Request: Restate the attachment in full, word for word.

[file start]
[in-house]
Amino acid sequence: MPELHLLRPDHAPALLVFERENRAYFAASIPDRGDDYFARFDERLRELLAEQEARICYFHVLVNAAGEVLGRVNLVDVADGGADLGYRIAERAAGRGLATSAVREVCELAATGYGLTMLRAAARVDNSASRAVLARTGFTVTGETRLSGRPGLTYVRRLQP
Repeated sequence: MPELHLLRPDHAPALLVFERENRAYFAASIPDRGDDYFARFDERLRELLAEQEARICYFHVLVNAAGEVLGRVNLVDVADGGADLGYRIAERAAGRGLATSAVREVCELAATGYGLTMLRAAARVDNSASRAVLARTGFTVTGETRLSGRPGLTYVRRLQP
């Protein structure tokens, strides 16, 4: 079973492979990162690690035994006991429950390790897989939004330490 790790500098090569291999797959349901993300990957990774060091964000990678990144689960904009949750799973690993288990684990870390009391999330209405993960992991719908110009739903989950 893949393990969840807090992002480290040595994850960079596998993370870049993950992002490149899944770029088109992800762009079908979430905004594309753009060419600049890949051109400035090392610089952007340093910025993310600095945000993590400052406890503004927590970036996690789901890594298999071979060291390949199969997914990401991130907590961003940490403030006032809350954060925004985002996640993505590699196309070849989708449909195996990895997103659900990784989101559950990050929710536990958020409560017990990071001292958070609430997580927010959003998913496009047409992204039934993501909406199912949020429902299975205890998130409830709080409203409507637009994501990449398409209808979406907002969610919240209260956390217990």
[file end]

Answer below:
[in-house]
Amino acid sequence: MPELHLLRPDHAPALLVFERENRAYFAASIPDRGDDYFARFDERLRELLAEQEARICYFHVLVNAAGEVLGRVNLVDVADGGADLGYRIAERAAGRGLATSAVREVCELAATGYGLTMLRAAARVDNSASRAVLARTGFTVTGETRLSGRPGLTYVRRLQP
Repeated sequence: MPELHLLRPDHAPALLVFERENRAYFAASIPDRGDDYFARFDERLRELLAEQEARICYFHVLVNAAGEVLGRVNLVDVADGGADLGYRIAERAAGRGLATSAVREVCELAATGYGLTMLRAAARVDNSASRAVLARTGFTVTGETRLSGRPGLTYVRRLQP
């Protein structure tokens, strides 16, 4: 079973492979990162690690035994006991429950390790897989939004330490 790790500098090569291999797959349901993300990957990774060091964000990678990144689960904009949750799973690993288990684990870390009391999330209405993960992991719908110009739903989950 893949393990969840807090992002480290040595994850960079596998993370870049993950992002490149899944770029088109992800762009079908979430905004594309753009060419600049890949051109400035090392610089952007340093910025993310600095945000993590400052406890503004927590970036996690789901890594298999071979060291390949199969997914990401991130907590961003940490403030006032809350954060925004985002996640993505590699196309070849989708449909195996990895997103659900990784989101559950990050929710536990958020409560017990990071001292958070609430997580927010959003998913496009047409992204039934993501909406199912949020429902299975205890998130409830709080409203409507637009994501990449398409209808979406907002969610919240209260956390217990």